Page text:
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The status of same-sex marriage in American Samoa remains uncertain.
Ultimately, it is the consolidation of six lower-court cases, originally representing sixteen same-sex couples, seven of their children, a widower, an adoption agency, and a funeral director.
Friedman expressed reservations regarding plaintiffs' cause of action, suggesting they amend their complaint to challenge the state's ban on same-sex marriage. Windsor, James "Jim" Obergefell ( ) and John Arthur decided to get married to obtain legal recognition of their relationship. After learning that their state of residence, Ohio, would not recognize their marriage, they filed a lawsuit, Obergefell v.
On March 21, Judge Friedman ruled for the plaintiffs, concluding that, "without some overriding legitimate interest, the state cannot use its domestic relations authority to legislate families out of existence. Kasich, in the United States District Court for the Southern District of Ohio (Western Division, Cincinnati) on July 19, 2013, alleging that the state discriminates against same-sex couples who have married lawfully out-of-state. Because one partner, John Arthur, was terminally ill and suffering from amyotrophic lateral sclerosis (ALS), they wanted the Ohio Registrar to identify the other partner, James Obergefell, as his surviving spouse on his death certificate, based on their marriage in Maryland.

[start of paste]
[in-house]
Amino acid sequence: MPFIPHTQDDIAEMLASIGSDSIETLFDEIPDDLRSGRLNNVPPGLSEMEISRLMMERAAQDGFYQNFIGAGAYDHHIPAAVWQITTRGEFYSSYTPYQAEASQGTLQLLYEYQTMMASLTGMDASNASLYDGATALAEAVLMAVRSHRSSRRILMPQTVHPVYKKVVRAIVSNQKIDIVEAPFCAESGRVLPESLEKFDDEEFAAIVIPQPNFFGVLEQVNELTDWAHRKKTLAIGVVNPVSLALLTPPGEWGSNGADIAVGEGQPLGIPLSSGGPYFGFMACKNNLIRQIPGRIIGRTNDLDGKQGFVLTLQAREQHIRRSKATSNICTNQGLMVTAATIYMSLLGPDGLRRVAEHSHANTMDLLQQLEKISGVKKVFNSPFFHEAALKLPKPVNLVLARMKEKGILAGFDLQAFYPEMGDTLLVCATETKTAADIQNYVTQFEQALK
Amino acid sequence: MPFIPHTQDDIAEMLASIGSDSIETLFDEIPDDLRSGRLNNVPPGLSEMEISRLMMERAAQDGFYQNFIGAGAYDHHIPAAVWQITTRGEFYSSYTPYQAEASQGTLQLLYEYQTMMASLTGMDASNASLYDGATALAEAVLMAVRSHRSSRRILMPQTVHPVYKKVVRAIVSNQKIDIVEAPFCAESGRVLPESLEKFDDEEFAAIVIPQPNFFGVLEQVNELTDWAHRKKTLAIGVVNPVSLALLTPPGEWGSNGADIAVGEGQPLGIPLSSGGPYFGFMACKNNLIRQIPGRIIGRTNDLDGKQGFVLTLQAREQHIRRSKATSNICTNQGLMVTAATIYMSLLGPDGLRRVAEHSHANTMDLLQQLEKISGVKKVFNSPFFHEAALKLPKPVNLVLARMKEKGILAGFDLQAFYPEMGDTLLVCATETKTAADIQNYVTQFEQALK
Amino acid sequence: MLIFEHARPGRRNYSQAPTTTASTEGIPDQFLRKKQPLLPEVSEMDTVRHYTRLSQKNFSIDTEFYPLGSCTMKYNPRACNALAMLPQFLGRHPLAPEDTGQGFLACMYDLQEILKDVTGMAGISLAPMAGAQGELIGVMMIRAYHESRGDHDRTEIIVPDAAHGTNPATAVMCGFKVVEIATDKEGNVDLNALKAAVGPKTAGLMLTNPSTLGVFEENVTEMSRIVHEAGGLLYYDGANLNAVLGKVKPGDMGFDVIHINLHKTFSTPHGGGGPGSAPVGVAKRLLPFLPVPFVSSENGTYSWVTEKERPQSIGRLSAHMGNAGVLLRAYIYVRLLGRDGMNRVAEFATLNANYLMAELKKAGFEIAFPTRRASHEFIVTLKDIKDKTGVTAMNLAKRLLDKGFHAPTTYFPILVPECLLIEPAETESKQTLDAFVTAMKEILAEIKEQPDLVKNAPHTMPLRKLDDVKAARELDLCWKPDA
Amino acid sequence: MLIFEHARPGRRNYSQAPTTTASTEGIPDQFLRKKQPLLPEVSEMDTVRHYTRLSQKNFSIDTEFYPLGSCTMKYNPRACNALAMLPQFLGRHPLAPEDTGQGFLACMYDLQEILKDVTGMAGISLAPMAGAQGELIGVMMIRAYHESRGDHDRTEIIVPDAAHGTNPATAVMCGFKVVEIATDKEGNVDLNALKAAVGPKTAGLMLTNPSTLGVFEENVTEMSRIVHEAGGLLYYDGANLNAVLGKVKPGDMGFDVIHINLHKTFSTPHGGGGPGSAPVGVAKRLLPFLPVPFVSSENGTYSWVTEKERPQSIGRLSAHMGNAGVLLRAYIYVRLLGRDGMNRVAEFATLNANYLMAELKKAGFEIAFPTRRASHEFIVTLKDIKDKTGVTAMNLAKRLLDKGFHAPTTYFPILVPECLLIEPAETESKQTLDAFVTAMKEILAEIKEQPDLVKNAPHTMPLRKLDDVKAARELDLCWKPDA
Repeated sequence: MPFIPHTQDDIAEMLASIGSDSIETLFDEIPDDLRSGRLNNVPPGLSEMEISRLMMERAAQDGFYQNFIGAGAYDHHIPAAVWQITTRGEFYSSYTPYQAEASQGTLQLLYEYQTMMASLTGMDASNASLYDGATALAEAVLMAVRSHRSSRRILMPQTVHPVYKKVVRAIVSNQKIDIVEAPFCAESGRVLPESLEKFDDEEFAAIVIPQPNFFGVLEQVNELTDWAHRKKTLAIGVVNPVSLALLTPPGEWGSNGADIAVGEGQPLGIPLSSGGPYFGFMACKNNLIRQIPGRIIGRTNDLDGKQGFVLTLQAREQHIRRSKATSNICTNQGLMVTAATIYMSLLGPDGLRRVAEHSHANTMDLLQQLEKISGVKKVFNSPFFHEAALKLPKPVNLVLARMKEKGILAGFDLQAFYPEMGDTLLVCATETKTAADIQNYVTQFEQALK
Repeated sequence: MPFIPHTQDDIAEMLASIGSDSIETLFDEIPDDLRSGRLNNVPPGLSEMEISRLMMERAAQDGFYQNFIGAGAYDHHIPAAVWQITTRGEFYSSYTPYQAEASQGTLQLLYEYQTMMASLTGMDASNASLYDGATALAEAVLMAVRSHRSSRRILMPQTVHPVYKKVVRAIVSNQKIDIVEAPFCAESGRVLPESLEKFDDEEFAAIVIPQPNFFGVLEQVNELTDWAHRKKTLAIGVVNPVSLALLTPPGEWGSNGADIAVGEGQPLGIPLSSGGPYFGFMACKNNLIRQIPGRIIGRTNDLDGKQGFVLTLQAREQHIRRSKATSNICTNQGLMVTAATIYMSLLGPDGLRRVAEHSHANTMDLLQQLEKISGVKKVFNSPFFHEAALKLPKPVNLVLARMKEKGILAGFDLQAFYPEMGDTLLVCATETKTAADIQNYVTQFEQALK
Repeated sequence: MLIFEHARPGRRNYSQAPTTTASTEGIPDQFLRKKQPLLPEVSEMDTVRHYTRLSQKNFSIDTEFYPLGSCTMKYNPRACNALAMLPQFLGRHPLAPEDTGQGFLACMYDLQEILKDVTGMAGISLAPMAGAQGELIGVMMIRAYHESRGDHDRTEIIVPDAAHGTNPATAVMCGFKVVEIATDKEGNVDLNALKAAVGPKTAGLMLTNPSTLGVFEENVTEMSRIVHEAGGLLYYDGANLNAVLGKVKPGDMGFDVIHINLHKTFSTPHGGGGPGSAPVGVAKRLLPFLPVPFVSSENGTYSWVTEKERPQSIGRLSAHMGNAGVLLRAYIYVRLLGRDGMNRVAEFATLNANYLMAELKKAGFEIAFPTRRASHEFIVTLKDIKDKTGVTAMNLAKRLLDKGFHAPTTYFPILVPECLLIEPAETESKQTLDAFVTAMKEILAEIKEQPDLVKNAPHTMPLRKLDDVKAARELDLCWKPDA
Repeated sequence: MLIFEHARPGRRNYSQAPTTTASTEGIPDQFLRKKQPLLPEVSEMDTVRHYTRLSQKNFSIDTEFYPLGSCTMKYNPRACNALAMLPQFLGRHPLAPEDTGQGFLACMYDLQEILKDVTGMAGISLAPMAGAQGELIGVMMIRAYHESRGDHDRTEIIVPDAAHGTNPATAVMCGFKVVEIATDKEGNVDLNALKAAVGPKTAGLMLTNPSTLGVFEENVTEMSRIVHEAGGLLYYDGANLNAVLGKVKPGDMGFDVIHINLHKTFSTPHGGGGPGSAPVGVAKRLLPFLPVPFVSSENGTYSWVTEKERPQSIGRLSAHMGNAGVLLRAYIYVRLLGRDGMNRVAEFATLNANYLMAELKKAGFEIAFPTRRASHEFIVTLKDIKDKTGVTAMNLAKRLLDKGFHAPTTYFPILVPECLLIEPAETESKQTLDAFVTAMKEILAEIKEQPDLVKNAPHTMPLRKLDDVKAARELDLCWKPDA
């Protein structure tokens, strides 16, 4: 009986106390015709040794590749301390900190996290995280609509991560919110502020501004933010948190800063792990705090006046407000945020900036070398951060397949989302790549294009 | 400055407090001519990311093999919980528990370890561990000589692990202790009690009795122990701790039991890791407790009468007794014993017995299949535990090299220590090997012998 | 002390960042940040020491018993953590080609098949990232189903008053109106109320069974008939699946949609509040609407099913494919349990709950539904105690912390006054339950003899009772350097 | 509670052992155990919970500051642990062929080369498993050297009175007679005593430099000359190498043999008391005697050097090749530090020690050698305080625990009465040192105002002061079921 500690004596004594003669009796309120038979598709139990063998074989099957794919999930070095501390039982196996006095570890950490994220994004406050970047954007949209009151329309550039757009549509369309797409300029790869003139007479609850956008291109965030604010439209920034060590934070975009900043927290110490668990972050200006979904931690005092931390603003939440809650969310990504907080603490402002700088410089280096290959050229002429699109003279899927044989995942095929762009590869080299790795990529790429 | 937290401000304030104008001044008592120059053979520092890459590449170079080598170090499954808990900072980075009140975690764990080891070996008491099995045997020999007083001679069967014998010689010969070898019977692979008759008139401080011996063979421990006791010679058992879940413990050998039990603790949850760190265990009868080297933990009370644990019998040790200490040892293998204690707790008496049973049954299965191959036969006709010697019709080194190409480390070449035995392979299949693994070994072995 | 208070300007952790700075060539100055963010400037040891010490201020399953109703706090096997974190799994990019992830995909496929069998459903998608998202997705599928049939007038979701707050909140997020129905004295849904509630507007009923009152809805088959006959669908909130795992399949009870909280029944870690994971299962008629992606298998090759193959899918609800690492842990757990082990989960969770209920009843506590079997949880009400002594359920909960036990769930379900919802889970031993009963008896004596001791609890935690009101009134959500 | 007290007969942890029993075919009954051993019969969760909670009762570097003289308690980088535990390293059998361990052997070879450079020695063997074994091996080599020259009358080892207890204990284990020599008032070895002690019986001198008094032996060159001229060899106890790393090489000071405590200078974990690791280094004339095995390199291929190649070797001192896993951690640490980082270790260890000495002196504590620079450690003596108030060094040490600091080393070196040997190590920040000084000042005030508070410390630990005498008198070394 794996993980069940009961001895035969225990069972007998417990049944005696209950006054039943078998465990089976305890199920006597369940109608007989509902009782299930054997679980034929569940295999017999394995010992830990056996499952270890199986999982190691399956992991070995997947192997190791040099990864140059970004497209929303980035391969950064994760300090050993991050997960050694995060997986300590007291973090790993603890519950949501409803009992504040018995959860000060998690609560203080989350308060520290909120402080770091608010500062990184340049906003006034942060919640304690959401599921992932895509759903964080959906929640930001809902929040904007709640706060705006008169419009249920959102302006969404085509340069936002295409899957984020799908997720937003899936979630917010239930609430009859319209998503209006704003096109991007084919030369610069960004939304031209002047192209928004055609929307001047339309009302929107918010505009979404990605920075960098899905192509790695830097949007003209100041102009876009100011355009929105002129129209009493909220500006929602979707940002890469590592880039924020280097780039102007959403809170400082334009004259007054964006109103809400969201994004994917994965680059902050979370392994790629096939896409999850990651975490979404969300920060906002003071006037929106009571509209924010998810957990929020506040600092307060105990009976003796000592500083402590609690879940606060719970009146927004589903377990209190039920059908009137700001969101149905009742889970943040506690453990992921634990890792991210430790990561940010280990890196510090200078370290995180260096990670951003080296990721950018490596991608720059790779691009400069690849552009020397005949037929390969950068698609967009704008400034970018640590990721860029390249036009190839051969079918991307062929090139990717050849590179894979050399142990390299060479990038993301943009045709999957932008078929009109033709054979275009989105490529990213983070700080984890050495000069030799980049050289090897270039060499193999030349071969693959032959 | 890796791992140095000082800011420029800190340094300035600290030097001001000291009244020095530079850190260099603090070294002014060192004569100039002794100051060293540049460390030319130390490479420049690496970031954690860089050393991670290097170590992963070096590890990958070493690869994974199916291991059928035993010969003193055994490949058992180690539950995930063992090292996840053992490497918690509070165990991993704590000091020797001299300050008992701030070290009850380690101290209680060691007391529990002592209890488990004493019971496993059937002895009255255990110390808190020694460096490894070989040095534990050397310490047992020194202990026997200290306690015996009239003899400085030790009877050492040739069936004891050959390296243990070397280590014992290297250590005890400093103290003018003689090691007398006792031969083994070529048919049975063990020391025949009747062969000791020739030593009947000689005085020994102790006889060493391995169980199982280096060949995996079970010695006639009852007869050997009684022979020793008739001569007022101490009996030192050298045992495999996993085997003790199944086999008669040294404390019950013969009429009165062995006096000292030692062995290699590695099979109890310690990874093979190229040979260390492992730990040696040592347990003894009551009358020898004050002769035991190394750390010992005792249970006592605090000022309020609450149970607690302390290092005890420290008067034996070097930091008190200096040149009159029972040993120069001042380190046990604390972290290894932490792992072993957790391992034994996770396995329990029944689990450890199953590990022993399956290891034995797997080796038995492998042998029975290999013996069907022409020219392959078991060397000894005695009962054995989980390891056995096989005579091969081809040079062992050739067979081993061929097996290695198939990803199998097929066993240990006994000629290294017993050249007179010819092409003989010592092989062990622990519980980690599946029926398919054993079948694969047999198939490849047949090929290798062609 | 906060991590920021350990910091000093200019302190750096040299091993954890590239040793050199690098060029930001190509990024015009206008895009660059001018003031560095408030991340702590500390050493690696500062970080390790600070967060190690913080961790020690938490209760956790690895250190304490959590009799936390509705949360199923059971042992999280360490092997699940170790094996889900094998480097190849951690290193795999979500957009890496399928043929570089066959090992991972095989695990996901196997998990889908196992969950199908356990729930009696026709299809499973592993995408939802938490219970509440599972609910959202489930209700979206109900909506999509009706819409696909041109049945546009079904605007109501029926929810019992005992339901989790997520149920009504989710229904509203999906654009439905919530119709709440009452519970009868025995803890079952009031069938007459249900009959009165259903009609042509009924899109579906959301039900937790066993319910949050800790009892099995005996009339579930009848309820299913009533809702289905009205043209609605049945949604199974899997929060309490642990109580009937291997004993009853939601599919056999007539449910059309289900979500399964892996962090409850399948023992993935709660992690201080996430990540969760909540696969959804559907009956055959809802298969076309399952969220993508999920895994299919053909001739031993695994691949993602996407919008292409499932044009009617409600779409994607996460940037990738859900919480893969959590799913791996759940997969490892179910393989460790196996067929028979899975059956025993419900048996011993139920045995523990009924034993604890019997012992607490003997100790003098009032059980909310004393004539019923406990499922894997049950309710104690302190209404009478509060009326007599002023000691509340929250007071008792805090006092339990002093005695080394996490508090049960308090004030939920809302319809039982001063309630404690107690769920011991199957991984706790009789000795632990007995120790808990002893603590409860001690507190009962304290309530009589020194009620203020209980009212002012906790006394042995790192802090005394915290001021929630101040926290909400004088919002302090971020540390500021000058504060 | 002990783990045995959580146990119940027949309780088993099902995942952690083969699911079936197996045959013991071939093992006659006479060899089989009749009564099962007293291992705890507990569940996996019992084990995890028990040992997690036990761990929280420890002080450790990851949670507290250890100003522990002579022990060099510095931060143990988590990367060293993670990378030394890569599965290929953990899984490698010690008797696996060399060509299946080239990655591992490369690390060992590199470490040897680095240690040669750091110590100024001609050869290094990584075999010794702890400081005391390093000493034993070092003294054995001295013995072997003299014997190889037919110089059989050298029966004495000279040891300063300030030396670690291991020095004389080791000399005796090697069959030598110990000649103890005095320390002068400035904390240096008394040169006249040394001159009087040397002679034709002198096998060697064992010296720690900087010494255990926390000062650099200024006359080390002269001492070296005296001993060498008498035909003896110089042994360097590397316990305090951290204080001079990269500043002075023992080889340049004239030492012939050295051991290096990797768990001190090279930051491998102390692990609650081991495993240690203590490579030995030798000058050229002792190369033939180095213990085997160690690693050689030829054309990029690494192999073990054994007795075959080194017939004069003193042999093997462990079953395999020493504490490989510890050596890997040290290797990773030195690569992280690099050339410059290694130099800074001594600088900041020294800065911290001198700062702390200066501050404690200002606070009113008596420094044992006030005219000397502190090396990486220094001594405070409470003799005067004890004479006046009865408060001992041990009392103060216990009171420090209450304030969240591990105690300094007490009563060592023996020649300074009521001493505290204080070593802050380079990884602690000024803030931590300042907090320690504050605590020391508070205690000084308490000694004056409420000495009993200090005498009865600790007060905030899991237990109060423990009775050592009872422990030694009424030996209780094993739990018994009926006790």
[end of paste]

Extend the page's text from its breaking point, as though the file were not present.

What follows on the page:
Richard Snyder, the lead defendant, was then governor of Michigan.
During a hearing on August 29, 2012, Judge Bernard A.
Those cases came from Michigan, Ohio, Kentucky, and Tennessee.
One case came from Michigan, involving a female couple and their three children.
Wymyslo, also in the United States District Court for the Southern District of Ohio (Western Division, Cincinnati), to force the state to list both parents on their children's birth certificates. As the case moved forward, the plaintiffs amended their complaint to ask the court to declare Ohio's recognition ban on same-sex marriage unconstitutional. Subsequently, on August 16, the complaint was amended to bring Johnson and Campion, their four children through them, and Meade and Barlowe into the case, again challenging the state's bans on same-sex marriage and the recognition of same-sex marriages from other jurisdictions.The Fourteenth Amendment requires a State to license a marriage between two people of the same sex and to recognize a marriage between two people of the same sex when their marriage was lawfully licensed and performed out-of-State.